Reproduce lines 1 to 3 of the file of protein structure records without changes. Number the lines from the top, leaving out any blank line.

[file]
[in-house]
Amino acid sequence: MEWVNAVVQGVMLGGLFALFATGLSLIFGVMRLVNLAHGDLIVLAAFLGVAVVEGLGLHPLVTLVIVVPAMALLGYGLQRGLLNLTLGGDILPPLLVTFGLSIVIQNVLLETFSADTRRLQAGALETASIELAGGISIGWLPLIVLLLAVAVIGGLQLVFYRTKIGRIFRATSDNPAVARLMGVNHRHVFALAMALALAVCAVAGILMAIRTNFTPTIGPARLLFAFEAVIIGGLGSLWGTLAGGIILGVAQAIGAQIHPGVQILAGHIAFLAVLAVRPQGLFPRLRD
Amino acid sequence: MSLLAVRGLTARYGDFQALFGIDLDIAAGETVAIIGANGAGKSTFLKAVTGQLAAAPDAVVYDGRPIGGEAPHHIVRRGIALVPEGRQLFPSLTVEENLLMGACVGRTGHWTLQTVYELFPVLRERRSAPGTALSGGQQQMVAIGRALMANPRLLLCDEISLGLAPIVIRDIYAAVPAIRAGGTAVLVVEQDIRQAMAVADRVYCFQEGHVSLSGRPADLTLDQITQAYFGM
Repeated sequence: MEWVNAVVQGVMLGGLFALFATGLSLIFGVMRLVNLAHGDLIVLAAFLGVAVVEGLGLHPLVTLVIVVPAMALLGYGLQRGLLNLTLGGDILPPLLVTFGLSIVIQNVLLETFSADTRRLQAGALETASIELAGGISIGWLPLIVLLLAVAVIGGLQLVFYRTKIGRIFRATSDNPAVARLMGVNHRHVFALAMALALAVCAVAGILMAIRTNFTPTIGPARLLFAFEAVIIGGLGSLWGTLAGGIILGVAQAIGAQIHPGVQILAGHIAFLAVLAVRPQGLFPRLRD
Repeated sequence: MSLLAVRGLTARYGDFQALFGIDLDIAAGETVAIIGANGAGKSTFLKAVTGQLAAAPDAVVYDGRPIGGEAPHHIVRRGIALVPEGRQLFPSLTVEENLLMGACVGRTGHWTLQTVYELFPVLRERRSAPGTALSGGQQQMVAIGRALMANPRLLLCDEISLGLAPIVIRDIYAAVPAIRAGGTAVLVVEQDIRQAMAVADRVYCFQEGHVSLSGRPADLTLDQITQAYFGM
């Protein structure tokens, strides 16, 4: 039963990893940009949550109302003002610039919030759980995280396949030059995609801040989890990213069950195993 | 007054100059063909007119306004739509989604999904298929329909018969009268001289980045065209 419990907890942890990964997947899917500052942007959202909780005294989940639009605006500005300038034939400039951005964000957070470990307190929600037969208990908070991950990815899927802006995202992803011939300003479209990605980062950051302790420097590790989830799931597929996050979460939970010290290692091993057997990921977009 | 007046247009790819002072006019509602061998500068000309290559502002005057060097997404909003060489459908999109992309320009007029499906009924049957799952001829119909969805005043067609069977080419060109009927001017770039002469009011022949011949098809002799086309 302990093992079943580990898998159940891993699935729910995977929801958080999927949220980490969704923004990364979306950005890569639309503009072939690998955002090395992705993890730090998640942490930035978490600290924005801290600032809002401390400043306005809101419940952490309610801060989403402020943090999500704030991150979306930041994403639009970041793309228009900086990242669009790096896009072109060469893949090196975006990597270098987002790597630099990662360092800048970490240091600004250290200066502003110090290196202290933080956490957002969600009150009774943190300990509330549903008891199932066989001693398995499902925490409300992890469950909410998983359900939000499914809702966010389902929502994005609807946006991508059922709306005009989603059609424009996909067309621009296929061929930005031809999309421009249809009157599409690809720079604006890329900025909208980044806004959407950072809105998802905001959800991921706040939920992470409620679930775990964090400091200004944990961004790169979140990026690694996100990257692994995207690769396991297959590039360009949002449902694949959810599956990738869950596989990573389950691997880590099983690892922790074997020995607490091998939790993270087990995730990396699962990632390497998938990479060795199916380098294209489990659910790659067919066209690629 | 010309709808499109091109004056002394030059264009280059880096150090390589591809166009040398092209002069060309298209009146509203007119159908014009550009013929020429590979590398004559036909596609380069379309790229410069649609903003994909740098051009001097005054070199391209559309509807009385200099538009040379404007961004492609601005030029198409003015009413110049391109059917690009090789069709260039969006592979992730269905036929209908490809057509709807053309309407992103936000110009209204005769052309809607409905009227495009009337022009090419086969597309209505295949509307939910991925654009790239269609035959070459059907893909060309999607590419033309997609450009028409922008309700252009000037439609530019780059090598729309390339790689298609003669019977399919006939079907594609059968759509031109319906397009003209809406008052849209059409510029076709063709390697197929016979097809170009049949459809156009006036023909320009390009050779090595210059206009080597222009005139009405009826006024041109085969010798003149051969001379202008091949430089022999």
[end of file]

[in-house]
Amino acid sequence: MEWVNAVVQGVMLGGLFALFATGLSLIFGVMRLVNLAHGDLIVLAAFLGVAVVEGLGLHPLVTLVIVVPAMALLGYGLQRGLLNLTLGGDILPPLLVTFGLSIVIQNVLLETFSADTRRLQAGALETASIELAGGISIGWLPLIVLLLAVAVIGGLQLVFYRTKIGRIFRATSDNPAVARLMGVNHRHVFALAMALALAVCAVAGILMAIRTNFTPTIGPARLLFAFEAVIIGGLGSLWGTLAGGIILGVAQAIGAQIHPGVQILAGHIAFLAVLAVRPQGLFPRLRD
Amino acid sequence: MSLLAVRGLTARYGDFQALFGIDLDIAAGETVAIIGANGAGKSTFLKAVTGQLAAAPDAVVYDGRPIGGEAPHHIVRRGIALVPEGRQLFPSLTVEENLLMGACVGRTGHWTLQTVYELFPVLRERRSAPGTALSGGQQQMVAIGRALMANPRLLLCDEISLGLAPIVIRDIYAAVPAIRAGGTAVLVVEQDIRQAMAVADRVYCFQEGHVSLSGRPADLTLDQITQAYFGM